Joshua 17:11. Manasseh had in Issachar and in Asher, &c. — In like manner as Ephraim had some cities in the tribe of Manasseh; and, as it was not unusual, when the place allotted to any tribe was too narrow for it, and the next too large, to give away part from the larger to the less portion. Inhabitants of Dor — Not the places only, but the people; whom they spared and used for servants. Three countries — The words may be rendered, the third part of that country; and so the meaning may be, that the cities and towns here mentioned were a third part of that country; that is, of that part of Issachar’s and Asher’s portion, in which those places lay.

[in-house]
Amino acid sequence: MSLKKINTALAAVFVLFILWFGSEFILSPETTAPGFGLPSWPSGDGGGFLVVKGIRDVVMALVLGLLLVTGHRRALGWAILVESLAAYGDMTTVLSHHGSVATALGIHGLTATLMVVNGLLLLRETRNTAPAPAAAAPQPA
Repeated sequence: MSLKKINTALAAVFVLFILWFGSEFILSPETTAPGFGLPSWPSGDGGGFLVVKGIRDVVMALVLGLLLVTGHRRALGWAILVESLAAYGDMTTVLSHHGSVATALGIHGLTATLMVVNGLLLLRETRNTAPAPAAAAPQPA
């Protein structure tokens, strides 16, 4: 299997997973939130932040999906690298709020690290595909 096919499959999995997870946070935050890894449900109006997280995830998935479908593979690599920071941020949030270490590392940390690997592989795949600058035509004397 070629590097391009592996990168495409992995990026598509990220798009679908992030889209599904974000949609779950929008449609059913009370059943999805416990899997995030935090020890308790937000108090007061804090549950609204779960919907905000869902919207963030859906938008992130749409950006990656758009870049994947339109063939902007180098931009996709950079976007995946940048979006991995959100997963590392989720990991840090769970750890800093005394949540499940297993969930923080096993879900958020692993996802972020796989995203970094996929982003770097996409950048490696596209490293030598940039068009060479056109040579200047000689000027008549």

Verse 14

Joshua 17:14. Children of Joseph — That is, of Ephraim and Manasseh. Spake unto Joshua — That is, expostulated with him, when they went and saw that portion which was allotted them, and found it much short of their expectation. One portion — Either, 1st, Because they had but one lot, which was afterward divided by the arbitrators between them; or, 2d, Because the land severally allotted to them was but little enough for one of them.


Verse 15